• [0031]
    Control of gene expression using a device of the invention that emits magnetic or thermal stimuli is both sensitive and rapidly responsive, and optionally non-invasive. For instance, an implantable device having a magnetic field generator provides local stimulation while an external device having a magnetic field generator, e.g., magnetic field generating clothing, beds, or hand held devices, provides regional stimulation in a non-invasive manner. Moreover, delivery of magnetic or thermal stimuli may be regulated by a device that is in communication with an implantable metabolic sensor, implantable ischemia detector, and/or an external controller.
  • [0032]
    This document discusses a gene expression regulatory system that includes a device which may be part of, or coupled to, a system which may include implantable medical devices. For example, the device may be part of or coupled to cardiovascular devices, e.g., catheters, leads and the like. In one embodiment, gene expression regulatory therapy is performed in conjunction with electrical therapy, such as pacing therapy. A specific example of an implantable medical device for use with a device of the invention is an implantable cardiac rhythm management (CRM) device. Several embodiments are presented below to provide examples of different apparatus and methods.
  • [0000]
    Definitions
  • [0033]
    A “vector” or “construct” (sometimes referred to as gene delivery or gene transfer “vehicle”) refers to a macromolecule or complex of molecules comprising a polynucleotide to be delivered to a host cell, either in vitro or in vivo. The polynucleotide to be delivered may comprise a sequence of interest for gene therapy. Vectors include, for example, transposons and other site-specific mobile elements, viral vectors, e.g., adenovirus, adeno-associated virus (AAV), poxvirus, papillomavirus, lentivirus, herpesvirus, foamivirus and retrovirus vectors, and including pseudotyped viruses, liposomes and other lipid-containing complexes, and other macromolecular complexes capable of mediating delivery of a polynucleotide to a host cell, e.g., DNA coated gold particles, polymer-DNA complexes, liposome-DNA complexes, liposome-polymer-DNA complexes, virus-polymer-DNA complexes, e.g., adenovirus-polylysine-DNA complexes, and antibody-DNA complexes. Vectors can also comprise other components or functionalities that further modulate gene delivery and/or gene expression, or that otherwise provide beneficial properties to the cells to which the vectors will be introduced. Such other components include, for example, components that influence binding or targeting to cells (including components that mediate cell-type or tissue-specific binding); components that influence uptake of the vector nucleic acid by the cell; components that influence localization of the polynucleotide within the cell after uptake (such as agents mediating nuclear localization); and components that influence expression of the polynucleotide. Such components also might include markers, such as detectable and/or selectable markers that can be used to detect or select for cells that have taken up and are expressing the nucleic acid delivered by the vector. Such components can be provided as a natural feature of the vector (such as the use of certain viral vectors which have components or functionalities mediating binding and uptake), or vectors can be modified to provide such functionalities. A large variety of such vectors are known in the art and are generally available. When a vector is maintained in a host cell, the vector can either be stably replicated by the cells during mitosis as an autonomous structure, incorporated within the genome of the host cell, or maintained in the host cell's nucleus or cytoplasm.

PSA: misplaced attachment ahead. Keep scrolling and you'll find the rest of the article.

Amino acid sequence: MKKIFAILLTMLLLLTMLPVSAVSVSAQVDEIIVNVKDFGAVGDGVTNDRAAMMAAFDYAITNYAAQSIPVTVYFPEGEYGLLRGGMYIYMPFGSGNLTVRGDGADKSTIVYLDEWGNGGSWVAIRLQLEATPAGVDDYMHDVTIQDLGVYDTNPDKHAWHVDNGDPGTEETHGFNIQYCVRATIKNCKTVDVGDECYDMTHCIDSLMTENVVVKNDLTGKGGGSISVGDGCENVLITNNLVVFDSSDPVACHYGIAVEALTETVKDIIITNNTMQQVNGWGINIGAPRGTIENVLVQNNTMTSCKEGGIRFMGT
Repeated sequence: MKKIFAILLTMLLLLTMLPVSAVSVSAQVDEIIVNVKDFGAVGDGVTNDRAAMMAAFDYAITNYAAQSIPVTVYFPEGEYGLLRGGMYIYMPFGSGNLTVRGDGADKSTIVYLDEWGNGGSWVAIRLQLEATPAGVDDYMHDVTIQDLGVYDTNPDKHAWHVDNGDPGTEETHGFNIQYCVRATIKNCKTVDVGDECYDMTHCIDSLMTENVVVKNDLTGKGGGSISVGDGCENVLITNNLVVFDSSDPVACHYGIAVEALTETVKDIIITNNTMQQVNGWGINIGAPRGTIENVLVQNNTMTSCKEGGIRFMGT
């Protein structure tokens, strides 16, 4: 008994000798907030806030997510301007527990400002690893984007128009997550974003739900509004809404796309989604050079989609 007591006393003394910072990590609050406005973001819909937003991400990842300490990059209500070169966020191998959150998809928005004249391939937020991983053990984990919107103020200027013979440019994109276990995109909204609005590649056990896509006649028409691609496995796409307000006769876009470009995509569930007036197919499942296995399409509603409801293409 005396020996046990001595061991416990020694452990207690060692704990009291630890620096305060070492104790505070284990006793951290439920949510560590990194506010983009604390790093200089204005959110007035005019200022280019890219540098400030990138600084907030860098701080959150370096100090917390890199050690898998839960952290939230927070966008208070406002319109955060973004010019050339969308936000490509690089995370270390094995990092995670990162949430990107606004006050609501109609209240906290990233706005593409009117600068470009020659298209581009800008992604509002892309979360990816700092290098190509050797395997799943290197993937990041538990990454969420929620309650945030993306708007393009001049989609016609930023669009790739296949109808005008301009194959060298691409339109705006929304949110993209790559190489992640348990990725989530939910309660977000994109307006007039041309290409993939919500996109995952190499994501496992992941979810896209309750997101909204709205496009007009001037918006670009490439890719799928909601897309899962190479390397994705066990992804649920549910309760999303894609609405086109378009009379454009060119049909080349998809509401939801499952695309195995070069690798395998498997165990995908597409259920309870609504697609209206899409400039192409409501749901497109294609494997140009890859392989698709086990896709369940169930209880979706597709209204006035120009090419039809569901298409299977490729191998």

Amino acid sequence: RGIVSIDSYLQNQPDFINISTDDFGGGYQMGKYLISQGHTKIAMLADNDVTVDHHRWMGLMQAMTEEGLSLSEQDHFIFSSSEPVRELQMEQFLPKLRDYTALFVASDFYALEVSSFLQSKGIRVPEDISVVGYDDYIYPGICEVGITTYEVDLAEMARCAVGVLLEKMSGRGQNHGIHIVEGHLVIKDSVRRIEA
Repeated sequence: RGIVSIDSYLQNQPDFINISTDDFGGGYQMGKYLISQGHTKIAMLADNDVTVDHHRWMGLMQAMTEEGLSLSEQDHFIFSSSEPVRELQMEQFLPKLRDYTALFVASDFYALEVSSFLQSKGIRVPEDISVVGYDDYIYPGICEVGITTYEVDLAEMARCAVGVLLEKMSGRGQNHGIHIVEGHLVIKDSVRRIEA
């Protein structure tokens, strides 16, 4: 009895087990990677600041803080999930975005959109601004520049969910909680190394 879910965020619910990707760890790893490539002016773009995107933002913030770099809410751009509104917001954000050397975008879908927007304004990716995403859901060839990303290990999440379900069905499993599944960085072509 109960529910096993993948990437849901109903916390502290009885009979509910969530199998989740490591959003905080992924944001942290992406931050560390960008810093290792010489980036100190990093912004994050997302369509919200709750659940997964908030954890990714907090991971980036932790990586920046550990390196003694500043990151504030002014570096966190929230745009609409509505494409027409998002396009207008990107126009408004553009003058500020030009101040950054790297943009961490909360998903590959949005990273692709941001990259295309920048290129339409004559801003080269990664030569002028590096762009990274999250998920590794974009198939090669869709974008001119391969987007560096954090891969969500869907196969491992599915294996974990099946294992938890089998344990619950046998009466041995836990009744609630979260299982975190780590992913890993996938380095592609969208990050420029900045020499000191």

• [0034]
    A “recombinant viral vector” refers to a viral vector comprising one or more heterologous genes or sequences. Since many viral vectors exhibit size constraints associated with packaging, the heterologous genes or sequences are typically introduced by replacing one or more portions of the viral genome. Such viruses may become replication-defective, requiring the deleted function(s) to be provided in trans during viral replication and encapsidation (by using, e.g., a helper virus or a packaging cell line carrying genes necessary for replication and/or encapsidation). Modified viral vectors in which a polynucleotide to be delivered is carried on the outside of the viral particle have also been described.
  • [0035]